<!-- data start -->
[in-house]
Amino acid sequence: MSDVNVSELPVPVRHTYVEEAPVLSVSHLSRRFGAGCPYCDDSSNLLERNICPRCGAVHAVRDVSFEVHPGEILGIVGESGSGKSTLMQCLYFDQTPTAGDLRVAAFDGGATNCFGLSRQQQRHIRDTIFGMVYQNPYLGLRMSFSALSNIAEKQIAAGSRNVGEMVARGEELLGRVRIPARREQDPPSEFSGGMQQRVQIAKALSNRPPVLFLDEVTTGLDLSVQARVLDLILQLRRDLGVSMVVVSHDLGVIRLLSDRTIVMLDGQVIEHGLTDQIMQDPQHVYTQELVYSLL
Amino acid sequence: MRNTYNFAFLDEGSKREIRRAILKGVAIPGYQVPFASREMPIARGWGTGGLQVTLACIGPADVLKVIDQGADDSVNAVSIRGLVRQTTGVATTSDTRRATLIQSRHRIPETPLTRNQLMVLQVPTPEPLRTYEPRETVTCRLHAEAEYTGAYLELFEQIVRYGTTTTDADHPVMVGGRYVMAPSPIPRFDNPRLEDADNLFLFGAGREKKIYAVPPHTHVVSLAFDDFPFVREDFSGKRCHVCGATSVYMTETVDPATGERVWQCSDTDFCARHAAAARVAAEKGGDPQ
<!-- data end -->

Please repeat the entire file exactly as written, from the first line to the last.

[in-house]
Amino acid sequence: MSDVNVSELPVPVRHTYVEEAPVLSVSHLSRRFGAGCPYCDDSSNLLERNICPRCGAVHAVRDVSFEVHPGEILGIVGESGSGKSTLMQCLYFDQTPTAGDLRVAAFDGGATNCFGLSRQQQRHIRDTIFGMVYQNPYLGLRMSFSALSNIAEKQIAAGSRNVGEMVARGEELLGRVRIPARREQDPPSEFSGGMQQRVQIAKALSNRPPVLFLDEVTTGLDLSVQARVLDLILQLRRDLGVSMVVVSHDLGVIRLLSDRTIVMLDGQVIEHGLTDQIMQDPQHVYTQELVYSLL
Amino acid sequence: MRNTYNFAFLDEGSKREIRRAILKGVAIPGYQVPFASREMPIARGWGTGGLQVTLACIGPADVLKVIDQGADDSVNAVSIRGLVRQTTGVATTSDTRRATLIQSRHRIPETPLTRNQLMVLQVPTPEPLRTYEPRETVTCRLHAEAEYTGAYLELFEQIVRYGTTTTDADHPVMVGGRYVMAPSPIPRFDNPRLEDADNLFLFGAGREKKIYAVPPHTHVVSLAFDDFPFVREDFSGKRCHVCGATSVYMTETVDPATGERVWQCSDTDFCARHAAAARVAAEKGGDPQ